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Moderate Breeze- the Background Behind the Member Uprising

The second installment of the Lincoln Electric member uprising.  I need to include a bit of an explanation of the Rural Electrification Act and the Rural Electrification Administration – Rural Electrification Administration (REA) provides a good description of how and why legislation was passed that gave the Electric Cooperatives a financial advantage (over the private electric companies) in providing electrical service to rural areas.  Go ahead – read it.  I’ll wait.

Essentially, the conflict boiled down to structure – a private electric company (Montana Power for example) was supervised by Montana’s Public Service Commission.  With Lincoln Electric (and the other Montana Rural Electric Cooperatives) the assumption is that the coop board members will represent the cooperative’s owners and users.  The slogan is still on the wall: “Owned by the people we serve” and we still hear the deliberate misquote “Owned by the people we screw.”  Both versions can show some support.

I knew most of the board members.  I worked with many on projects unrelated to electricity before and after.  Still, Lincoln Electric’s management only needed to convince six out of ten to go along – and they had worked together for a long time, and developed trust.  Gareth Eaton and Duke Baney weren’t so easy to convince – and it was their dissatisfaction with the explanations that led to the member uprising.  Gareth talked to his son Craig.  Duke shared his concerns with Kenny Gwynn  and Al Luciano.  The management and remainder of the board didn’t see it – but the member uprising was coming.

There’s a 1944 publication online that tells of the strengths and weaknesses of cooperatives at historians.org.

  1. A cooperative business is set up by a group of individuals to obtain services for themselves at cost—not to obtain profit from rendering services to others.
  2. A cooperative business tries to render the greatest possible benefit to its members—not to make the largest possible profit.
  3. A cooperative distributes any surplus income over the cost of doing business among those who are served by it, in proportion to their use of its services—not in proportion to their investment.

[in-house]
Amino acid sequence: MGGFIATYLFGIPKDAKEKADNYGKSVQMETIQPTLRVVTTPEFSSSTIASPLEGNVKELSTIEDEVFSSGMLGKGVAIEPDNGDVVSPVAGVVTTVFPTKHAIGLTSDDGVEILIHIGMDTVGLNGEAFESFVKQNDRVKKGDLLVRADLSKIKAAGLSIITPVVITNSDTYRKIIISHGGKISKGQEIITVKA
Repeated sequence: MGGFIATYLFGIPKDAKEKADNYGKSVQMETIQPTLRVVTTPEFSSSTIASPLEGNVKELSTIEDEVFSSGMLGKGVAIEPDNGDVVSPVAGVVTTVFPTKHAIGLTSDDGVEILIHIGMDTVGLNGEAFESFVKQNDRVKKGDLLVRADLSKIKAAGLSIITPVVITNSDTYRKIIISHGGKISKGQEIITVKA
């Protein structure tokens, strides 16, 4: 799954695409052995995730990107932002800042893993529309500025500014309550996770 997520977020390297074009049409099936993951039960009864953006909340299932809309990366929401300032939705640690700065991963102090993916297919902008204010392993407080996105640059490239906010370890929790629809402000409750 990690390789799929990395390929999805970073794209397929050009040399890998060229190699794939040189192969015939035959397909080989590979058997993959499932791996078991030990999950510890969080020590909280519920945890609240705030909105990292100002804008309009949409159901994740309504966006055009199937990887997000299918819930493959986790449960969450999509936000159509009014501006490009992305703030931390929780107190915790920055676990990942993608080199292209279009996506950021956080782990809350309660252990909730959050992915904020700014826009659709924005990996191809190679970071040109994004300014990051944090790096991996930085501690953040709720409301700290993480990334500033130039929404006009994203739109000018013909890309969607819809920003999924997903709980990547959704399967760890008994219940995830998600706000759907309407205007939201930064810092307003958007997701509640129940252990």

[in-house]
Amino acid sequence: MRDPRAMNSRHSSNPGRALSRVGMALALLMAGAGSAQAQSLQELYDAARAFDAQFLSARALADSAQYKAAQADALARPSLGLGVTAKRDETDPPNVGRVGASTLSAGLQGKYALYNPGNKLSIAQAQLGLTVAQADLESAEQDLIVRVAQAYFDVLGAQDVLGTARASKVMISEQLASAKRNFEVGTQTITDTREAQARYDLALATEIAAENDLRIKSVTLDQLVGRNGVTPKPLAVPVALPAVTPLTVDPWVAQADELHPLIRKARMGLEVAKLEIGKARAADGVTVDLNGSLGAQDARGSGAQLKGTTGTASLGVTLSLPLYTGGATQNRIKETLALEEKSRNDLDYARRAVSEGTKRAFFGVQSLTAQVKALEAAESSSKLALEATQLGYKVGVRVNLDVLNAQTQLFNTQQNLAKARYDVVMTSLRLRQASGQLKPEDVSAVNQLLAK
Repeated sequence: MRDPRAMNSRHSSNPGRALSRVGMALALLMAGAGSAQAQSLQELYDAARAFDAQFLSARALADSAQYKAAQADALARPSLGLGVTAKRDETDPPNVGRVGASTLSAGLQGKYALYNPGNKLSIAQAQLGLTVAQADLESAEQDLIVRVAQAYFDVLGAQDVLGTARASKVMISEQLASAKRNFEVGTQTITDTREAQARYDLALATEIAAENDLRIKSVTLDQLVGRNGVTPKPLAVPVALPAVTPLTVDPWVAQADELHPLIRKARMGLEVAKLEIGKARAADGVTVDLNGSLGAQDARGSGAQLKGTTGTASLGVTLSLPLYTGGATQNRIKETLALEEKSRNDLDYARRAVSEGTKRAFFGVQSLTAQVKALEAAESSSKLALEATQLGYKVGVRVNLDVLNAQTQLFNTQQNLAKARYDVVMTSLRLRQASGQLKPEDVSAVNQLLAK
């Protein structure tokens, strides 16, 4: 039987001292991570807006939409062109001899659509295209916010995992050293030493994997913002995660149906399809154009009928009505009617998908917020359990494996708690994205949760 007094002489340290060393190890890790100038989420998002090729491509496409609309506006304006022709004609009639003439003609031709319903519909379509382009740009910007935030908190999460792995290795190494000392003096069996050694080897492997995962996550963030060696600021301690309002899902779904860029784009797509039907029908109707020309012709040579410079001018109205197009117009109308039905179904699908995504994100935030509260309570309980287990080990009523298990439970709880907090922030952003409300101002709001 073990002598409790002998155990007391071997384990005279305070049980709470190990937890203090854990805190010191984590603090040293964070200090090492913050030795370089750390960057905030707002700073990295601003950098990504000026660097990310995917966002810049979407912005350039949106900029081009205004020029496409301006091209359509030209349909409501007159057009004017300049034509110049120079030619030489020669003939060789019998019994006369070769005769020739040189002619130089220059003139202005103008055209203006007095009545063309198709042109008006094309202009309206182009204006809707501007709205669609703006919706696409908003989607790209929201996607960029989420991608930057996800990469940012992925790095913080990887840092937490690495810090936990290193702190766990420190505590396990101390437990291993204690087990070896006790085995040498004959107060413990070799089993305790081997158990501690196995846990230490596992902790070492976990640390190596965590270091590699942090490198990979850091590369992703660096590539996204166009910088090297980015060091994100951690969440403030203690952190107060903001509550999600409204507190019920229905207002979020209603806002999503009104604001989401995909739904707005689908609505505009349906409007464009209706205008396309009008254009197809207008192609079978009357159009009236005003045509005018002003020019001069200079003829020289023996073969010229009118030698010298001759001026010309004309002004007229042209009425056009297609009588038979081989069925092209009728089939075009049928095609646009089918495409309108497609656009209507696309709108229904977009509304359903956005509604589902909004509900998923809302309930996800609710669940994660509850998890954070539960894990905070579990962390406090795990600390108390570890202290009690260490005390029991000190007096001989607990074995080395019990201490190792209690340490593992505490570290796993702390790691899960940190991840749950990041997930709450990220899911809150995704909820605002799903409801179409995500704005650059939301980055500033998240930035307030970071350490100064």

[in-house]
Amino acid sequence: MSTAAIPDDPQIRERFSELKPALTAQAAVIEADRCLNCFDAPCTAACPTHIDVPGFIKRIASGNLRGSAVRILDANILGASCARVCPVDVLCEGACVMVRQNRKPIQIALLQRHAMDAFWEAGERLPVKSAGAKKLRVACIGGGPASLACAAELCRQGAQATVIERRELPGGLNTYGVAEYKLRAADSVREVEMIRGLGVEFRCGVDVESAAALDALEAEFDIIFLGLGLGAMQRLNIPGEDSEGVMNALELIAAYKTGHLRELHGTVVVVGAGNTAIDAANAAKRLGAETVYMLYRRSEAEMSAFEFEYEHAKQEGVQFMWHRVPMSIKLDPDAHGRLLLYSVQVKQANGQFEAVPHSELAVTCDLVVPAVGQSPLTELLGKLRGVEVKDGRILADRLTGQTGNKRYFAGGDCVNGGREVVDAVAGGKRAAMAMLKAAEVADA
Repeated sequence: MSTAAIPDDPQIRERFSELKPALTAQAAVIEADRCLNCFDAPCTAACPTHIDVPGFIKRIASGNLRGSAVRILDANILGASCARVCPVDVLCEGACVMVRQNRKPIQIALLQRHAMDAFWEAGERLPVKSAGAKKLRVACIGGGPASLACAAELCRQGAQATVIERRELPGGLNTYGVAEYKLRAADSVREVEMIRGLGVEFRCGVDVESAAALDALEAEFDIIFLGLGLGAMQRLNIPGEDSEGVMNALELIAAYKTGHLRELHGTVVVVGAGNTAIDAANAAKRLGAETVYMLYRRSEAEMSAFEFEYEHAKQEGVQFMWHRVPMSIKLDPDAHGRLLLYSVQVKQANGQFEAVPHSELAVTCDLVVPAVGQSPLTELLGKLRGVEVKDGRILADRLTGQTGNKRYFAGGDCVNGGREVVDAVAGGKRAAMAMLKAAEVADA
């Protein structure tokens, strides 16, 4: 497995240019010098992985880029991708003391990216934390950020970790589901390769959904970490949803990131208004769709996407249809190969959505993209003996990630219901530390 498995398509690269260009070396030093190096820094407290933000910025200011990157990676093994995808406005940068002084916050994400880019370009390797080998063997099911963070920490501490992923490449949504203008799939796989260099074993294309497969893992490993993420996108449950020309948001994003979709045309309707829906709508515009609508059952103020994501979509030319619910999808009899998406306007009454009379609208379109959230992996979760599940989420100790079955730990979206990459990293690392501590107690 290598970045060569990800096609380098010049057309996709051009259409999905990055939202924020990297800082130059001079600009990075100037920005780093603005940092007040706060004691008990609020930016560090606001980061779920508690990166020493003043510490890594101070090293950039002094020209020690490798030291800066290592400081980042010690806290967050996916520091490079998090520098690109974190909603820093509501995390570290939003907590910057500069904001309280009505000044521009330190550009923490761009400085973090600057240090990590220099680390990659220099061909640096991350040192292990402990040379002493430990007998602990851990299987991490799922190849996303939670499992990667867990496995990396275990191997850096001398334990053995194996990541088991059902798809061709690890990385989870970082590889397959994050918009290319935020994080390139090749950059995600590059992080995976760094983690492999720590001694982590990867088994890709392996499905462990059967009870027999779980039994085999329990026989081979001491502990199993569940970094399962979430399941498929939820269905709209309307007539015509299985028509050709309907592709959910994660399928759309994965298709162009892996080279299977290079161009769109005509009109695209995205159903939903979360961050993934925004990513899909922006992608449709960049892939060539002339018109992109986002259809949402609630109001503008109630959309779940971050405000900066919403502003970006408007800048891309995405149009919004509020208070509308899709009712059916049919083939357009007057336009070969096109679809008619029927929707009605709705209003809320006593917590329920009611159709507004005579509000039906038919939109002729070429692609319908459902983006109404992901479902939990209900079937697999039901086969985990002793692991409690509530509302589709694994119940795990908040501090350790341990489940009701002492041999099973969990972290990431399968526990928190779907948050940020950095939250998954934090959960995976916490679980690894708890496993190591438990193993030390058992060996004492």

4. A cooperative is controlled by its patron members, each of whom ordinarily is allowed a single vote—not by the owners of its capital stock, if any, in proportion to the number of shares they hold.

    In other words, the chief aim of cooperative business, as contrasted with other kinds of business, is to provide goods and services to its members at cost. A cooperative does not engage in buying and selling in order to make a profit for its members. Although it may buy and sell from the general public in order to carry on its own business, this is incidental to its chief aim—serving its members.

A common problem with co-ops is that the organization is theoretically operated for the benefit of its members, but there is a tendency for co-ops to shift from that emphasis to being operated more directly for the benefit of the employees.  A glance at Lincoln Electric’s declining numbers for a quorum at the annual meeting suggests that a lack of general interest from most of the membership.  At the most recent annual meeting, the report on the website shows 101 members required for a quorum and 25 employees of the cooperative.  Those numbers show how difficult it is to “render the greatest possible benefit to its members” as a priority over rendering the greatest possible benefit to its employees.  It is a natural tendency of management to look for agreeable board members.  (Board members have been known to argue against this statement, but I have yet to be convinced by those arguments)

The big concern that led to the members revolt was that the manager was retiring, had pretty much selected his own successor, and the board supported paying him his full wages for the next two years as a consultant.  Another concern was nepotism.  The electric service was probably close to the best in the state, and office services were available to the public 5 days a week. 

Next installment:  Force 5: Fresh Breeze – small trees in leaf begin to sway

Community

The NRA Shows Montana’s Noncompetitive Elections

This time I didn’t need to bother our overworked election officials to find out how many and which of our state senators and representatives will be unopposed on November’s ballot.  I could go to nrapvf.org and find out . . . as well as learning the candidates NRA grades.

Unopposed for the State House are:

District 1         Steve Gunderson (R)                          District 2         Neil Durham (R)

District 6         Amy Regier (R)                                   District 8         Terry Falk (R)

District 9         Tony Brockman (R)                            District 11       Tanner Smith (R)

District 14       Denley Loge (R)                                 District 16       Tyson Running Wolf (D)

District 18       Llew Jones (R)                                    District 19       Russel Miner (R)

District 27       Josh Kassmier (R)                               District 29       Douglas Flament (R)

District 32       Jonathan Windy Boy (D)                    District 34       Rhonda Knudsen (R)

District 35       Brandon Ler (R)                                  District 36       Bob Phalen (R)

District 37       Jerry Schillinger (R)                            District 39       Gary Parry (R)